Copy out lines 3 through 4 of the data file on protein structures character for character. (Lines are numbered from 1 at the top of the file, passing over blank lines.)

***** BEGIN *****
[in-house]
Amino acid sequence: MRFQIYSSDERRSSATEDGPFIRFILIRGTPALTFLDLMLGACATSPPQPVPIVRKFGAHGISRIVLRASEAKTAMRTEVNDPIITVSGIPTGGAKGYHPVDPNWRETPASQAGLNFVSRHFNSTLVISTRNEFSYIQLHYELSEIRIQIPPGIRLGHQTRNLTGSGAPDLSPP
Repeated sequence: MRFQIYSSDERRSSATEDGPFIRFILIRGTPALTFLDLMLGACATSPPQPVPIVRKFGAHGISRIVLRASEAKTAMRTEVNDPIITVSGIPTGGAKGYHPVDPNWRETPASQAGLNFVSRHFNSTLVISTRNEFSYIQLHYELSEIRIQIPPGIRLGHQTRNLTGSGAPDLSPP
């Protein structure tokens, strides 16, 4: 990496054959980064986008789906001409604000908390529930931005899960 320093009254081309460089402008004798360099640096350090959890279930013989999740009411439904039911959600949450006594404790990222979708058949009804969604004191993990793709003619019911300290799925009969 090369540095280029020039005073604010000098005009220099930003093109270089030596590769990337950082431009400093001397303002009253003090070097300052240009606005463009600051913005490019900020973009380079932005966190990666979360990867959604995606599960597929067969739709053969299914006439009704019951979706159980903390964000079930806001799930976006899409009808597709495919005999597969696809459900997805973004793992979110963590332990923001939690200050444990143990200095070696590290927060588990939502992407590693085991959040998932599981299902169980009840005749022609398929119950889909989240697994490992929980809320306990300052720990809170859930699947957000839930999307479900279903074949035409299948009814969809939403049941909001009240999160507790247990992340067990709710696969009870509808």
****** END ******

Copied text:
Repeated sequence: MRFQIYSSDERRSSATEDGPFIRFILIRGTPALTFLDLMLGACATSPPQPVPIVRKFGAHGISRIVLRASEAKTAMRTEVNDPIITVSGIPTGGAKGYHPVDPNWRETPASQAGLNFVSRHFNSTLVISTRNEFSYIQLHYELSEIRIQIPPGIRLGHQTRNLTGSGAPDLSPP
């Protein structure tokens, strides 16, 4: 990496054959980064986008789906001409604000908390529930931005899960 320093009254081309460089402008004798360099640096350090959890279930013989999740009411439904039911959600949450006594404790990222979708058949009804969604004191993990793709003619019911300290799925009969 090369540095280029020039005073604010000098005009220099930003093109270089030596590769990337950082431009400093001397303002009253003090070097300052240009606005463009600051913005490019900020973009380079932005966190990666979360990867959604995606599960597929067969739709053969299914006439009704019951979706159980903390964000079930806001799930976006899409009808597709495919005999597969696809459900997805973004793992979110963590332990923001939690200050444990143990200095070696590290927060588990939502992407590693085991959040998932599981299902169980009840005749022609398929119950889909989240697994490992929980809320306990300052720990809170859930699947957000839930999307479900279903074949035409299948009814969809939403049941909001009240999160507790247990992340067990709710696969009870509808």